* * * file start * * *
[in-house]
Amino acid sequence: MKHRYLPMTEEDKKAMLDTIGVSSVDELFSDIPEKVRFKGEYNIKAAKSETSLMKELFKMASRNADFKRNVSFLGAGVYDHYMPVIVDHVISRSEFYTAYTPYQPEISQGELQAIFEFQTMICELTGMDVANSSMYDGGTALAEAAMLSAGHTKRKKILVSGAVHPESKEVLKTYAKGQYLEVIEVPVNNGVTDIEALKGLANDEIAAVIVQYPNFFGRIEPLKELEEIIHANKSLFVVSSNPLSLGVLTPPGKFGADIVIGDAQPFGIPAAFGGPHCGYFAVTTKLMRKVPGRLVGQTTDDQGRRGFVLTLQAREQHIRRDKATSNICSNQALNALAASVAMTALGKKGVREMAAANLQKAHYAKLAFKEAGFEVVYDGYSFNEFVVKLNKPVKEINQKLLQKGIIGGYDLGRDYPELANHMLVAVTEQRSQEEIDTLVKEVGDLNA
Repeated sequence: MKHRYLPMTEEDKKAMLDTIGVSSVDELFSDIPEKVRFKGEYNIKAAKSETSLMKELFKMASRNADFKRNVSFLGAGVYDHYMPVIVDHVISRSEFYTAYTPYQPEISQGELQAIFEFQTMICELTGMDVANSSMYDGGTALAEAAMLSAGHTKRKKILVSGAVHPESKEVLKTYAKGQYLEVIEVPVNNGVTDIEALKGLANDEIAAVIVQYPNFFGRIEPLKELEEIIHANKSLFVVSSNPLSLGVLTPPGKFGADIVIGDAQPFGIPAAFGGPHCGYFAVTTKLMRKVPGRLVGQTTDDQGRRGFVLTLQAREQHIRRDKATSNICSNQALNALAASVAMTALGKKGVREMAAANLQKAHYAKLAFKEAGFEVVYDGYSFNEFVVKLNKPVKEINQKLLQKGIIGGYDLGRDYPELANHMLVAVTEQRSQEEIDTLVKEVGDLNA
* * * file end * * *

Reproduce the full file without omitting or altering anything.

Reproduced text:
[in-house]
Amino acid sequence: MKHRYLPMTEEDKKAMLDTIGVSSVDELFSDIPEKVRFKGEYNIKAAKSETSLMKELFKMASRNADFKRNVSFLGAGVYDHYMPVIVDHVISRSEFYTAYTPYQPEISQGELQAIFEFQTMICELTGMDVANSSMYDGGTALAEAAMLSAGHTKRKKILVSGAVHPESKEVLKTYAKGQYLEVIEVPVNNGVTDIEALKGLANDEIAAVIVQYPNFFGRIEPLKELEEIIHANKSLFVVSSNPLSLGVLTPPGKFGADIVIGDAQPFGIPAAFGGPHCGYFAVTTKLMRKVPGRLVGQTTDDQGRRGFVLTLQAREQHIRRDKATSNICSNQALNALAASVAMTALGKKGVREMAAANLQKAHYAKLAFKEAGFEVVYDGYSFNEFVVKLNKPVKEINQKLLQKGIIGGYDLGRDYPELANHMLVAVTEQRSQEEIDTLVKEVGDLNA
Repeated sequence: MKHRYLPMTEEDKKAMLDTIGVSSVDELFSDIPEKVRFKGEYNIKAAKSETSLMKELFKMASRNADFKRNVSFLGAGVYDHYMPVIVDHVISRSEFYTAYTPYQPEISQGELQAIFEFQTMICELTGMDVANSSMYDGGTALAEAAMLSAGHTKRKKILVSGAVHPESKEVLKTYAKGQYLEVIEVPVNNGVTDIEALKGLANDEIAAVIVQYPNFFGRIEPLKELEEIIHANKSLFVVSSNPLSLGVLTPPGKFGADIVIGDAQPFGIPAAFGGPHCGYFAVTTKLMRKVPGRLVGQTTDDQGRRGFVLTLQAREQHIRRDKATSNICSNQALNALAASVAMTALGKKGVREMAAANLQKAHYAKLAFKEAGFEVVYDGYSFNEFVVKLNKPVKEINQKLLQKGIIGGYDLGRDYPELANHMLVAVTEQRSQEEIDTLVKEVGDLNA